Moth fly larvae cause a stir in bathroom toilet

Editor’s note: This article is from the archives of the MSU Crop Advisory Team Alerts. Check the label of any pesticide referenced to ensure your use is included.    

One can describe our relationship with several common household insects as “commensal”. Biologically, commensalism is defined as a symbiotic relationship between two different species in which one organism derives some benefit from the relationship while the other organism is neither benefited nor harmed by the relationship. Our relationship with cockroaches is a well known example of commensalism. The word commensalism comes from the Latin com mensa meaning sharing a table. Cockroaches thrive on the food scraps left on our kitchen counters or those discarded in our garbage cans. Moth flies are another common household insect that “share our table.”

About a month ago, I had a telephone conversation with a client that began as follows.

“Hello, you may not be the person I need to talk to.”  The client stated.

“Well, if you have some kind of bug problem, you’ve reached the right person.”  I replied.

“I don’t have a bug problem, but I think one of my friends may have one.”

The client went on to say that she and her family had just returned from a week long vacation and that some friends had stayed in her house while they were gone. Shortly thereafter she discovered twenty or so small worms at the bottom of one her toilet bowls. Her first thought was that these worms had issued from one her house sitting friends and she was concerned to say the least. She said she had taken a photograph of the worms and asked if I might be able to identify the worms from the photograph. I told her that I would try and gave her my email address. Within a few minutes, I received her email with the photograph attached. Her excellent photo showed 22 moth fly larvae and one moth fly pupa lying at the bottom of a toilet bowl. The client was quite relieved to learn that none of her house sitting friends was infested with parasitic worms.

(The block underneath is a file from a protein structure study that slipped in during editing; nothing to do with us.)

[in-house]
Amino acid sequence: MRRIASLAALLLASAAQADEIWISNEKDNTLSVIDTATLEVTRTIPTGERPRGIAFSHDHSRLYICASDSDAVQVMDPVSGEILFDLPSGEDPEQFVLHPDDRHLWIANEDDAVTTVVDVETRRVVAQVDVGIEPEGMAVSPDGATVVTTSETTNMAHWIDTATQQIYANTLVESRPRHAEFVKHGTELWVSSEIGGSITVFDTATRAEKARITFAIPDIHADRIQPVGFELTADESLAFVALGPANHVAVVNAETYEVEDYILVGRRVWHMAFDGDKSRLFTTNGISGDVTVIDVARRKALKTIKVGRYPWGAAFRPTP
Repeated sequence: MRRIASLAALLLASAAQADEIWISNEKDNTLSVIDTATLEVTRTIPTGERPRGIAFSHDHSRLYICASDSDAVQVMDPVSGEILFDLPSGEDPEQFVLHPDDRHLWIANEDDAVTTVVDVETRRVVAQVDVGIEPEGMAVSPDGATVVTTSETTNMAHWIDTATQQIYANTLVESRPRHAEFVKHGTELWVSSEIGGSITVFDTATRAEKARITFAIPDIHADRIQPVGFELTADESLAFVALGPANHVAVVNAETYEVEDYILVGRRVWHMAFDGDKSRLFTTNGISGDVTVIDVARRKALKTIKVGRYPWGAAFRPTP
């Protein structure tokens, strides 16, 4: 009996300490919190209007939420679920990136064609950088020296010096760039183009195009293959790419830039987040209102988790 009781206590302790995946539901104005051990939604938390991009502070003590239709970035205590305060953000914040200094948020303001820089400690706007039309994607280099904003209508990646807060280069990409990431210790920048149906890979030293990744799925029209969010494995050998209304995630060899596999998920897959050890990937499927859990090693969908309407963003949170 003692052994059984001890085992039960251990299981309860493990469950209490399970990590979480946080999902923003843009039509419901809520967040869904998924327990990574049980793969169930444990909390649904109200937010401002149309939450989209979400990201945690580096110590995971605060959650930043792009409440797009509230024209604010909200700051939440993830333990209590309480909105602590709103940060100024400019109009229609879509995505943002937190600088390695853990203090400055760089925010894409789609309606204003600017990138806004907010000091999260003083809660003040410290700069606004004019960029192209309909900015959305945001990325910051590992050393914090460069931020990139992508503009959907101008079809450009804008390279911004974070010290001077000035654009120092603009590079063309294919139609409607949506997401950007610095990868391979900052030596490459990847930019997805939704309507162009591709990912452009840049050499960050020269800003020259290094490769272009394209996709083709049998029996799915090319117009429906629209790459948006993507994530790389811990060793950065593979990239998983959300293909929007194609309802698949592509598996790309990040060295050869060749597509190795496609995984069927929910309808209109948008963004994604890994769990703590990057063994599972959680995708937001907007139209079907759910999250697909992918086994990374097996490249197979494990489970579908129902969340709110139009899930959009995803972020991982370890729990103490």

Parasitism describes a relationship between two different organisms in which one organism benefits from the relationship while the other is harmed by the relationship. As far as people are concerned, commensal relationships with worms and insects are much preferred to those that are parasitic.

Moth fly larvae are hard to come by and these looked like great specimens, so I told the client that I would very much like to have as many of the larvae as she was willing to collect and preserve. I asked her if she wouldn’t mind gently removing them from the toilet and then place them directly into a pan of near-boiling water for two minutes, then remove and drain them (much like pasta) and place them directly into a leak proof vial filled with rubbing alcohol. Sadly, she wrote back saying she had flushed those shown in the photograph, but she would save for me any others that might show up in the future. Two weeks later, I received a small vial from her containing a dozen or so perfectly preserved moth fly larvae.